Pavithra elaborates, “Take a look at the roads in the area. They are flanked by too-wide pavements that have put paid to previously existing parking spaces. You cannot go grocery shopping to Nilgiris and park your car outside anymore, because the bays don't exist and the pavements are now home to make-shift knickknack shops. What is the point of these wide pavements anyway? It isn't as if they are safe for cyclists to mount and dismount safely.”
“We need someone who will respect us not just when it is time to cast our votes, but at other times too, Madam. But I don't think that will ever happen!”, grumbles one auto driver, as he takes me across the city. “I live in Guduvancheri and ply my trade all over South Chennai – all I want is a government that values me too. We were promised free auto meters when we upgraded but that wasn't so. We had to pay for our own meters and we got substandard ones, meters that break down when we drive over pot holes. It isn't as if we can avoid pot holes in Chennai, madam! Then the customers complain that we are rigging our meters and the traffic cops seize our vehicles and we have the devil's own time of recovering it!”
But surely public transport has improved significantly, what with the fleet of mini-buses connecting the far flung reaches of the city's innermost areas to the main roads? Not so, explains Maheshwari, a nanny who works in ECR. “These buses travel on the back roads that are almost always in disrepair. As they generally take a longish route, we get bounced horribly and by the time we get off the bus, our body aches so! The bus stops are not laid out clearly so we don't know where to stop and wait for a bus – we generally see a bus and flag it down.”
Back to the basics
Radha Srinivasan, who lives not too far from Dayanidhi Maran's house in the posh Boat Club area of Chennai, is tired of all those that are politicizing religion. “I am looking for someone who will focus on larger issues like economy and infrastructure. Good governance sans drama, is all I want!” she says succinctly.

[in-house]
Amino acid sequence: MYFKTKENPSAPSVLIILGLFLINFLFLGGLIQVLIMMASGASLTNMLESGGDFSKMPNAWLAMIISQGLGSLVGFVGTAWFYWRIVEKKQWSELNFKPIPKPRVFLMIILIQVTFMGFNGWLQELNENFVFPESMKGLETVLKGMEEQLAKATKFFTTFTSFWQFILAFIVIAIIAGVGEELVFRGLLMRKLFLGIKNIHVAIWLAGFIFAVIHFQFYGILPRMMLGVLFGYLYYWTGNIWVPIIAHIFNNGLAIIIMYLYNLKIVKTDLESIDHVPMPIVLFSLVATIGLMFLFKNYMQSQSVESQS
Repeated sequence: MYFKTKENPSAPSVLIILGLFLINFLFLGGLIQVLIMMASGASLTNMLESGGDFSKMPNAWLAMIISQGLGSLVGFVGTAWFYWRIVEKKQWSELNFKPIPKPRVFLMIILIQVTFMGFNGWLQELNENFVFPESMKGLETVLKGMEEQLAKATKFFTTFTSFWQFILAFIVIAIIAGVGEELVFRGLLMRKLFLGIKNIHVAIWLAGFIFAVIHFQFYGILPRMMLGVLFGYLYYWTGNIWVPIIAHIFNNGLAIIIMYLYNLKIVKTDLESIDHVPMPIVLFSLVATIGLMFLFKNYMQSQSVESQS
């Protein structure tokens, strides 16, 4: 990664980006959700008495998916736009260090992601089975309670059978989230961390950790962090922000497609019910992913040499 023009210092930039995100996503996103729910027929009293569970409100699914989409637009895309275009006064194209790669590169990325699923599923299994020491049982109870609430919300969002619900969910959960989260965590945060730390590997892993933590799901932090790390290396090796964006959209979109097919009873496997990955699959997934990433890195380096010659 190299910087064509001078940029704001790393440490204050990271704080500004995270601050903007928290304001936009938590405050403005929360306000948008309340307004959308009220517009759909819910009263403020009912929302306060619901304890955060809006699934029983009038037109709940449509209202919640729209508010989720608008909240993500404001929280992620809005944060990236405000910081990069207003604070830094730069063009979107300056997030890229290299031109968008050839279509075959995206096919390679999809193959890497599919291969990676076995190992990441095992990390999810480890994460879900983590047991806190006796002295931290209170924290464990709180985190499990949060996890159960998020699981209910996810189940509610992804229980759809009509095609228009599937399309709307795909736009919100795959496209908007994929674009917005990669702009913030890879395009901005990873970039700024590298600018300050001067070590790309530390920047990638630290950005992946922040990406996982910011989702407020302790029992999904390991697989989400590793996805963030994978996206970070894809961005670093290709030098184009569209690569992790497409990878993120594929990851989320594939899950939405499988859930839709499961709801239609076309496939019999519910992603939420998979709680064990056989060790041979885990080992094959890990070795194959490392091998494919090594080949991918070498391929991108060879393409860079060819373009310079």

Sreekanth, a Chartered Accountant based in Purasawalkam, is also interested in the economic basics. “Strengthen the rupee and sort out the import-export disparity”, he states in no-nonsense terms, true to his calling as a number cruncher.
He adds,“A candidate must do whatever he can to improve the security for women, in order to secure my vote. Our womenfolk need to feel safe to go out and about – this is vital. Finally, as a society, what we need are more jobs, jobs that are provided on the basis of ability, not community!”
Employment is a concern echoed by almost every person I spoke to. People are tired of the quota system and reservation kickbacks. “Just let the best man get the job, I say”, says Mohammed, my local fruit seller. “Everywhere there is reservation but tell me this – if our big-shot politician has to undergo an operation, who will he go to – the guy who is the best in the field or the guy who is a doctor thanks to his community certificate? The guy who stood first in his class, or the guy who scored 40 and is still around because of the reservation quota?”
First-time voters in the city are eager to exercise their brand-new power and are going in with no pre-existing notions. So who will they cast their votes for and what will it take for a candidate to secure their vote?
First-time voter and resident of Kodambakkam, Chandini is undecided. None of the local campaigners have impressed her enough to decide that this is the candidate she is going to vote for but she is clear on what she is looking for. “Someone who can bring about changes in the country; I won't cast my vote for someone that makes false promises,” she states firmly.
So how is this election any different? Why would they trust in the fleeting promises made by every politician that wants to rise to power?
Pavithra has the final word: “We know what the deal is. We aren't expecting miracles and frankly, we don't even expect to have a system that works. But we would just like to see improvement. We want to see someone who can make policies that are tailor-made for situations and problems, not haphazard one-size-fits-all policies. If a bin in a street corner gets strewn with filth, it calls for a simple fix: just increase the number of garbage bins!”
She also points to the need for departments that work in tandem with one another – contrary to the usual scenario where one department lays the road one week, only for the telephone department to dig it up the week after and leave a mound on the road.
To sum up, in Pavithra’s words, Chennai does not just need ideas, it needs someone that can implement them; someone who can monitor them properly. It needs a reformer.
People do not want smooth-talking, fast-disappearing politicians, who will say anything to get to the seat of power. They want results and they want them now. As the popular advertisement goes, no more “ullu banaoing”!